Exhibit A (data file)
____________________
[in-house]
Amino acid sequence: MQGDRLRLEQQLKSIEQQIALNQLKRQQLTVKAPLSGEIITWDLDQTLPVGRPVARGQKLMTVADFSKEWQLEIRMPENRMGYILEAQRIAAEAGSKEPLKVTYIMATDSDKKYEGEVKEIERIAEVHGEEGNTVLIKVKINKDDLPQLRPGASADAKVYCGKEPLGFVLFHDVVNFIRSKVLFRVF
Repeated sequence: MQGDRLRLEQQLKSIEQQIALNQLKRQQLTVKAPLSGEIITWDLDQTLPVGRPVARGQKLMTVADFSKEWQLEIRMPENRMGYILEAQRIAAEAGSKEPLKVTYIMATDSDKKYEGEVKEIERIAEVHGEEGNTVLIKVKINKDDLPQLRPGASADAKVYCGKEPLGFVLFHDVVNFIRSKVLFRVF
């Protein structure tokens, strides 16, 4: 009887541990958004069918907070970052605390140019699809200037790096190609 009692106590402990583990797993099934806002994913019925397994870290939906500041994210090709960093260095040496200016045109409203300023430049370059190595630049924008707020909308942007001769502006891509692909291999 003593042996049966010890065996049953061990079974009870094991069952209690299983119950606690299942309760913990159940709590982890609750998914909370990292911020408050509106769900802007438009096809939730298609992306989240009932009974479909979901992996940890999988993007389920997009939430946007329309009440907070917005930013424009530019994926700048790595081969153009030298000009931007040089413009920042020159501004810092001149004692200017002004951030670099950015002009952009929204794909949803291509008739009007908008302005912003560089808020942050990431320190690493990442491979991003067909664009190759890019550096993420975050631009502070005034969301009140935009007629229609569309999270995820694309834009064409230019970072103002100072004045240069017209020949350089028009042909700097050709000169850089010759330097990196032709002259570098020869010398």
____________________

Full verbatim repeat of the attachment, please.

[in-house]
Amino acid sequence: MQGDRLRLEQQLKSIEQQIALNQLKRQQLTVKAPLSGEIITWDLDQTLPVGRPVARGQKLMTVADFSKEWQLEIRMPENRMGYILEAQRIAAEAGSKEPLKVTYIMATDSDKKYEGEVKEIERIAEVHGEEGNTVLIKVKINKDDLPQLRPGASADAKVYCGKEPLGFVLFHDVVNFIRSKVLFRVF
Repeated sequence: MQGDRLRLEQQLKSIEQQIALNQLKRQQLTVKAPLSGEIITWDLDQTLPVGRPVARGQKLMTVADFSKEWQLEIRMPENRMGYILEAQRIAAEAGSKEPLKVTYIMATDSDKKYEGEVKEIERIAEVHGEEGNTVLIKVKINKDDLPQLRPGASADAKVYCGKEPLGFVLFHDVVNFIRSKVLFRVF
């Protein structure tokens, strides 16, 4: 009887541990958004069918907070970052605390140019699809200037790096190609 009692106590402990583990797993099934806002994913019925397994870290939906500041994210090709960093260095040496200016045109409203300023430049370059190595630049924008707020909308942007001769502006891509692909291999 003593042996049966010890065996049953061990079974009870094991069952209690299983119950606690299942309760913990159940709590982890609750998914909370990292911020408050509106769900802007438009096809939730298609992306989240009932009974479909979901992996940890999988993007389920997009939430946007329309009440907070917005930013424009530019994926700048790595081969153009030298000009931007040089413009920042020159501004810092001149004692200017002004951030670099950015002009952009929204794909949803291509008739009007908008302005912003560089808020942050990431320190690493990442491979991003067909664009190759890019550096993420975050631009502070005034969301009140935009007629229609569309999270995820694309834009064409230019970072103002100072004045240069017209020949350089028009042909700097050709000169850089010759330097990196032709002259570098020869010398």